While COVID-19 is bringing out the best in many people, it is also bringing out new types of fraud. Most take the form of telephone calls made via “spoofing” apps or “phishing emails” designed to make it look like the call or email is from the CDC or some other authority. While this list is not exhaustive, here are common COVID-19 related scams to watch out for:
- The Department of Health and Human Services’ Office of the Inspector General has set up a fraud alert page concerning a scam that is mostly targeting the elderly. Posing as HHS, the scammers are trying to get patients’ Medicare numbers. Click here for more information.
- The Centers for Disease Control (“CDC”) has posted information about scammers who call posing as CDC officials and requesting donations. The CDC cautions that it does not solicit donations over the telephone and that you should not share banking information with the CDC. Click here to learn more.
- Similar scams where callers pose as officials from the World Health Organization (“WHO”) have also been reported.
- Some scammers are offering (bogus) COVID-19 testing and supplies. COVID-19 testing is only available via a healthcare professional and neither tests nor supplies are sold over the internet or telephone.
- Likewise, here is a roundup of fake ads for masks, free Netflix subscriptions, etc. Click here for more information.
- The U.S. Treasury Department is reporting a scam where people call offering COVID-19 related grants. The U.S. Treasury does not offer grants, but there has been an uptick in this activity since the passage of the CARES Act and the launch of small business relief programs. Click here for more information.
- There has also been an increase in phishing emails and websites posing as COVID-19 information sites. The sites ask you to click for more information but instead of providing it, they lock up devices with malware.
- The Department of Justice has a clearinghouse of resources dealing with fraud, hoarding and price gouging, including common scams.
- The Federal Communications Commission also has a list of telephone and text scams that have been reported, including example recordings. Click here for the list of scams.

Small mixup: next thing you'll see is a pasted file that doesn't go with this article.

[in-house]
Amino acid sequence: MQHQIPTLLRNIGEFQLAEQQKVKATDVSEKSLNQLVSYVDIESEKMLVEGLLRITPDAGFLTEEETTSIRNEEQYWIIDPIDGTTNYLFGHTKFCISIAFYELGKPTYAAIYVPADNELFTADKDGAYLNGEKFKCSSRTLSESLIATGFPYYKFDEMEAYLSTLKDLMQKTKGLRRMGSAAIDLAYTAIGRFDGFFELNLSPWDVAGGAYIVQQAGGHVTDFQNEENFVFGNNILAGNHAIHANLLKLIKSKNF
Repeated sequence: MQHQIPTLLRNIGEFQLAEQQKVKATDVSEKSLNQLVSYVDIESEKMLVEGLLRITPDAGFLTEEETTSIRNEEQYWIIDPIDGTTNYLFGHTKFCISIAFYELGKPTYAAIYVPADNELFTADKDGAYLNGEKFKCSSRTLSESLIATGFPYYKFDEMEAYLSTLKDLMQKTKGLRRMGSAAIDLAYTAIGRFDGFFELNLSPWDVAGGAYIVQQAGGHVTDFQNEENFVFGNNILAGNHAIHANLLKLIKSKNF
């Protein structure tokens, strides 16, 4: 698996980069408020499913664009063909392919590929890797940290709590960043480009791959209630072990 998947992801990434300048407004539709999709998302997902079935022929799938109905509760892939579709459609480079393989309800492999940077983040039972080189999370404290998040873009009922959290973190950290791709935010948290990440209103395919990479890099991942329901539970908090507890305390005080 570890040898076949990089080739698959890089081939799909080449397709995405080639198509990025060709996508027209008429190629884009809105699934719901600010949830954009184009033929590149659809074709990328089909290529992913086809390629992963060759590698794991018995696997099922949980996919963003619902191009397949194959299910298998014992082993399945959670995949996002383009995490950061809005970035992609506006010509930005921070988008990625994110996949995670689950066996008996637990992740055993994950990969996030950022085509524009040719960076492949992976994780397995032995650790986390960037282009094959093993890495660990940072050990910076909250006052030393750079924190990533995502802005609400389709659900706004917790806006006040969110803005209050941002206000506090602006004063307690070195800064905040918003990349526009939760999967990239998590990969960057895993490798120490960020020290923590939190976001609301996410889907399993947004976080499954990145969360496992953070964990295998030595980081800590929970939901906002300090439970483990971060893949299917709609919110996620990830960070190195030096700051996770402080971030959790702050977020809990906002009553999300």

- Finally, the Arizona Medical Board is warning local physicians of a scam where the scammers call doctors posing as the AZ Medical Board. The scammers state that there is a Board complaint against the physician and then try to extort payments in exchange for resolution. Providers should note that the Board does not ask for direct payments or banking information to resolve complaints. Click here for more information.
It is impossible to detect all scams, but there is a lot you can do to protect yourself and others:
- Be careful and trust your gut! Just as with the popular Social Security Number scam, the government is unlikely to call you directly and want banking information or offer grants. Check official websites and go through proper channels to confirm what programs actually exist. Several of the sites listed above can be consulted to help you determine if a call, text, email or website is legitimate or not.
- Do not give your personal info, such as your SSN and banking information, over the telephone or email.
- Do not click on links in emails, text messages and/or websites you do not know much about. The real CDC is not going to ask you to click a link for medical testing.
- Check an email address or link by hovering over it with your mouse to see where it leads.
- Look for generic greetings, spelling and grammar errors and other things that don’t look quite right. If an email or website looks strange or too good to be true, it probably is.
- Avoid emails or sites that implore you to “ACT NOW!” These types of pressure tactics often signal a scam.
- Only rely on legitimate, trusted information sources – such as the actual CDC, WHO, and/or Arizona Department of Health Services websites.
- There is currently no cure or treatment protocol for COVID-19 available on-line. Don’t fall for it if these are offered.
- If you have questions, ask your IT expert to take a look before clicking/responding.
- If you are the victim of a scam, report it to your local authorities.
Stay home, stay healthy and stay safe from scammers!